An experimental medical study showed that the administration of an aqueous extract of anise has a relaxing effect on the bronchial tree, easing breathing and expectorating (excess mucus from the respiratory tract).

As an “emergency” remedy with immediate bronchial antispasmodic action, a cup of hot infusion of this plant is recommended, which promptly relaxes the smooth muscles of the bronchial tree, blocking the emergence or at least diminishing the intensity of an asthma attack.

As a long-term treatment, it is recommended to use a combination of powders of this plant, chamomile (Matricaria chamomilla) and heartsease (Viola tricolor), mixed in equal proportions, taking one teaspoon four times a day on an empty stomach.

A treatment with this combination of plants lasts 90 days, and it should be done at least twice a year.

Adjuvant in Morphine Addiction

A study conducted in India showed that the seeds have a surprising effect on reducing addiction to morphine and other opioid drugs.

Volatile substances from the seeds act on the receptors in the brain responsible for pleasure and relaxation, thus becoming less sensitive to morphine. The essential oil from this plant was administered 6 drops twice a day.

Internal Uses of Anise

  1. To stimulate the appetite: infusion of ½ teaspoon fruit and 1 cup of boiling water. Leave it covered for 10 minutes and then decant. Drink the entire amount before meals.
  2. For treating bronchitis, pancreatic and intestinal failure, abdominal bloating, intestinal worms, and loss of appetite: infusion of 1 teaspoon fruit and 300 ml of boiling water. Leave it covered for 20 minutes and then decant. Drink it in three innings before meals.
  3. For treating abdominal pains of children: infusion of 6-8 fruit per 100 ml boiling water. Leave it covered for 10-15 minutes and then decant. Use a teaspoon or drink it in 2-3 innings.
  4. For fighting against intestinal worms: infusion of 2 teaspoons fruit per 100 ml boiling water. Leave it covered for 10-15 minutes and then decant. Drink it in the morning on an empty stomach.
  5. For treating bronchitis, flu: infusion of ½ teaspoon fruit and 1 cup of boiling water. Leave it covered for 10-15 minutes. Drink 2 cups a day.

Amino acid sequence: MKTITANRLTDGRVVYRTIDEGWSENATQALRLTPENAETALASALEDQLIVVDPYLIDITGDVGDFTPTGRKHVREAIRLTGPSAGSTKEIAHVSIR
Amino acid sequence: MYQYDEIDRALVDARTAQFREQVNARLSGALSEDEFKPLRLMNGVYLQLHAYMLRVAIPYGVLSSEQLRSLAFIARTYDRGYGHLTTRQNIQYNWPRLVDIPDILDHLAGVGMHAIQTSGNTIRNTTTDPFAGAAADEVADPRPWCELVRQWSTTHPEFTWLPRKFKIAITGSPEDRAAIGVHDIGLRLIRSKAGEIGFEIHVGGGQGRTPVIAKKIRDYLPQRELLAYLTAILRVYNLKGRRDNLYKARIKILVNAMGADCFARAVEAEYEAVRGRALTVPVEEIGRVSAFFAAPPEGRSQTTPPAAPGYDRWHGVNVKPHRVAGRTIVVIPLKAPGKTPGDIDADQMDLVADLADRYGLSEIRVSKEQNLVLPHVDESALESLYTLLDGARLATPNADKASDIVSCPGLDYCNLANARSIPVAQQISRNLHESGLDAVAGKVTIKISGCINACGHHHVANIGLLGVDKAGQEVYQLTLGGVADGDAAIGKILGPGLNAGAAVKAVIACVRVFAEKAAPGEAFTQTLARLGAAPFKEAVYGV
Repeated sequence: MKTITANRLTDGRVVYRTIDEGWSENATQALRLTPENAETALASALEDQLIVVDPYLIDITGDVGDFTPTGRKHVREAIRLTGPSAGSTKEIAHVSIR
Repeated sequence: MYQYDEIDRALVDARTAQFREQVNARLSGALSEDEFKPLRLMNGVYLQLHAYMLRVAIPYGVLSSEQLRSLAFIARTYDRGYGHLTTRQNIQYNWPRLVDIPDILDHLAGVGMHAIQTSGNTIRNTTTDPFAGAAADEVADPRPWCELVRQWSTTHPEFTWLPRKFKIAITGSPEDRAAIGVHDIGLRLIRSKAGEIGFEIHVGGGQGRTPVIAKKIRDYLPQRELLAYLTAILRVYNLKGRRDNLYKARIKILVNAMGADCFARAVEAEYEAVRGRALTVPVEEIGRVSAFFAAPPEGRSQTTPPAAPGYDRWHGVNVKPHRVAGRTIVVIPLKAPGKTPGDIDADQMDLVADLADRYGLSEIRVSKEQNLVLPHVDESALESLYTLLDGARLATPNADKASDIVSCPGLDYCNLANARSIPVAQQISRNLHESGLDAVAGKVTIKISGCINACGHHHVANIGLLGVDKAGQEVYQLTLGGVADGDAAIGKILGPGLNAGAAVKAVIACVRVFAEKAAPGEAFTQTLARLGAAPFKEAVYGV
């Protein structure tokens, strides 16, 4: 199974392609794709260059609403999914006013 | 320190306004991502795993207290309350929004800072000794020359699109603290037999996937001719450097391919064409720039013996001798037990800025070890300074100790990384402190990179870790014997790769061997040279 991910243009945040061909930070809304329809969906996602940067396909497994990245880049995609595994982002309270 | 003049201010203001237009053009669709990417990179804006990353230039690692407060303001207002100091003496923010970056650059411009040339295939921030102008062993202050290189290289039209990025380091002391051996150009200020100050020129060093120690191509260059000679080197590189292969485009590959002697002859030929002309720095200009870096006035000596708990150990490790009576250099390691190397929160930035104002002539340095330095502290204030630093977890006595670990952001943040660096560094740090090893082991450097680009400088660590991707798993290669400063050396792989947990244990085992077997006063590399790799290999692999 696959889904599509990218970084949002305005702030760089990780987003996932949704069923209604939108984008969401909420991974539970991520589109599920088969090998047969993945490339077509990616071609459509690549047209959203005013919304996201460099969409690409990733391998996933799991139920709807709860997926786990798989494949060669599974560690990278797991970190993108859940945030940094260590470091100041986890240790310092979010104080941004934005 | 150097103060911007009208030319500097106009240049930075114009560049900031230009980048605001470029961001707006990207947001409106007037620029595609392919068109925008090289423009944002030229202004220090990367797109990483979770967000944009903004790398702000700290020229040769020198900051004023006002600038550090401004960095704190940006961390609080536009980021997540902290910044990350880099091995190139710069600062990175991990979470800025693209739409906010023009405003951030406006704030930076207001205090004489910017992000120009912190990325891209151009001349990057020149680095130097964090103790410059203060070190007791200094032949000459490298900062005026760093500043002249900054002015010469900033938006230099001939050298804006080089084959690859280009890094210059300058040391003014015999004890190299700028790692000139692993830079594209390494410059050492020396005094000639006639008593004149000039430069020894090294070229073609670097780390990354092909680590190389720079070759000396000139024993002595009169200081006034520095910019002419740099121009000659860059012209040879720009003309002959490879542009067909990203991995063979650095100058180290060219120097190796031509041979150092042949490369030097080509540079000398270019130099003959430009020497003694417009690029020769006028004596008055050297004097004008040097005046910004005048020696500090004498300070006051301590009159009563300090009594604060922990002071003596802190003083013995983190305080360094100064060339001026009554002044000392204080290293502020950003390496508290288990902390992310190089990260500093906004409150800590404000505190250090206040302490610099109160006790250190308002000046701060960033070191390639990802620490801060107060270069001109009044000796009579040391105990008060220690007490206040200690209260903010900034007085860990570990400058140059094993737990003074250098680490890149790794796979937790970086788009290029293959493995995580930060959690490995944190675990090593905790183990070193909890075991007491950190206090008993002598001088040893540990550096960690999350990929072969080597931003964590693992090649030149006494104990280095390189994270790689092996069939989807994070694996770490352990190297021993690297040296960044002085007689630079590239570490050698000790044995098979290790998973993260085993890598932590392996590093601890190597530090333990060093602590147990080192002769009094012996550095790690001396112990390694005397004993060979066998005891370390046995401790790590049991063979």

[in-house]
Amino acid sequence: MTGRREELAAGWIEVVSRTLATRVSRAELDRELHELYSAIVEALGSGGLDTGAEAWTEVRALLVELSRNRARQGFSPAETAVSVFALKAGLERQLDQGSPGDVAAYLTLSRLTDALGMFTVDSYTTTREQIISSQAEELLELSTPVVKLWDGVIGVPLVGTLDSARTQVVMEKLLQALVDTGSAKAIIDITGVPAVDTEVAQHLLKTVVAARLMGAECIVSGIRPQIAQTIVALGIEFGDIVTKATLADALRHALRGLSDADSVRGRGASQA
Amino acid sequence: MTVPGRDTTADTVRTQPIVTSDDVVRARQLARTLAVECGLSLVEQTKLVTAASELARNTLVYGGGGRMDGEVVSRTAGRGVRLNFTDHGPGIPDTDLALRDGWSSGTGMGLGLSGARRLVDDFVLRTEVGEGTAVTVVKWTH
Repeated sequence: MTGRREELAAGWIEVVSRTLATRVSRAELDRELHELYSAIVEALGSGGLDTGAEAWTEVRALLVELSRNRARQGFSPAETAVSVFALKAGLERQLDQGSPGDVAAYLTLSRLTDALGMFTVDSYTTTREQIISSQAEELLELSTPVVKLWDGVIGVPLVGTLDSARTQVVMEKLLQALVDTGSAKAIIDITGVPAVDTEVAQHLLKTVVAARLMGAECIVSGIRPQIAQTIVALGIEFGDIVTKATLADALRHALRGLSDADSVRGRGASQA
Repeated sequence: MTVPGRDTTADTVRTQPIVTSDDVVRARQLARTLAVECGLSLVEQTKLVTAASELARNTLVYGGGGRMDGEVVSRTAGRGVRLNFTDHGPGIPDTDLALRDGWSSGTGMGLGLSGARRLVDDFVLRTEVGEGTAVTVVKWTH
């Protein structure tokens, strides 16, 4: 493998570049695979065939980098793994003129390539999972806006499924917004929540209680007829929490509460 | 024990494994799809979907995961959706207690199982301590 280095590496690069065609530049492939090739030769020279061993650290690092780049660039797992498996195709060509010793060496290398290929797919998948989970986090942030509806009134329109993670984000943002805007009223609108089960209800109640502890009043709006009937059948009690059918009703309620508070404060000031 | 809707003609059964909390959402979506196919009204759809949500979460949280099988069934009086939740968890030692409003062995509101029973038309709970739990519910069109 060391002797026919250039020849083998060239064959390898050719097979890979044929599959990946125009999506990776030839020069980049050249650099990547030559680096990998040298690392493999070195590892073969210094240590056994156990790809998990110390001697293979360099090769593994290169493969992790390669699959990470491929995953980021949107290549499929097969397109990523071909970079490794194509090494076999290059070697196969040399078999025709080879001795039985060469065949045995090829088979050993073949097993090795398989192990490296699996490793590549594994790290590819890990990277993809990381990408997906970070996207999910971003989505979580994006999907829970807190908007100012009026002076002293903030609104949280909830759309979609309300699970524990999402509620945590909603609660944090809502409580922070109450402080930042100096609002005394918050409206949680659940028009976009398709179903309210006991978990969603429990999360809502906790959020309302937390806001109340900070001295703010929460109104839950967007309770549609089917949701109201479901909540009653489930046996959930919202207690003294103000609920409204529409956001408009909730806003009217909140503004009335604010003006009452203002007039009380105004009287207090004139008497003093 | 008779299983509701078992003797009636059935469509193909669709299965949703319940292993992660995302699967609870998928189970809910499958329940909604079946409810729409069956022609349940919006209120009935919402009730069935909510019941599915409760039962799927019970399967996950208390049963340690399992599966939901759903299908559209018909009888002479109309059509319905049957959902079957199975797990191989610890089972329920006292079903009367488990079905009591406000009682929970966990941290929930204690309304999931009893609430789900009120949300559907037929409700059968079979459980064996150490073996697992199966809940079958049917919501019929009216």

6. For increasing the secretion of milk in nursing mothers: Powder, obtained by grinding (crushing) 0.5-2g fruits and mixed with food or infusion of ½ teaspoon of fruit and 1 cup of boiling water. Leave it covered for 15-20 minutes and then decant. Drink 2-3 cups a day.
  7. For fighting off colds, sore throat, cough, and headache: decoction of 3-4g of fruit per cup of water. Let it boil for 5-6 minutes and then decant. Drink 2-3 cups a day.
  8. For soothing hiccups: eat a few fruits.
  9. For soothing painful menses: decoction of 30g root and 1 liter of water. Boil it for 25-30 minutes and then decant. Drink one cup after meals.
  10. For physiological stimulation of the heart, respiratory tract, and digestive tract, for soothing colic, gastralgia, and flatulence (gas removal from the intestine):  oil from this plant. Administration: doses of 0,06-0,30g/day for adults, and one drop per every year of the child’s

In small doses, it activates breathing and tones the heart. In high doses, it causes inebriety, shivering, and convulsions.

External Uses

  1. For treating sciatica and snake bites: poultices with fruit paste. Grind a few tablespoons of fruit, then boil in water or wine until it forms a paste. Apply to the affected area.
  2. For treating flu, hoarseness: inhalation, using fruit infusion.

Precautions and Side Effects

Patients predisposed to allergies should use it with caution.

Old fruits (over 3 years) or stored in unsuitable conditions (moisture) are not to be used because they become toxic.

Infusions are to be prepared every day, not stored until the next day.


Overdose causes strong excitement, insomnia, speech impairment, and mental breakdown.

This plant should not be used internally by pregnant women, patients with benign or malignant tumors (breast or genital), gastric and duodenal ulcers, colitis, or allergy.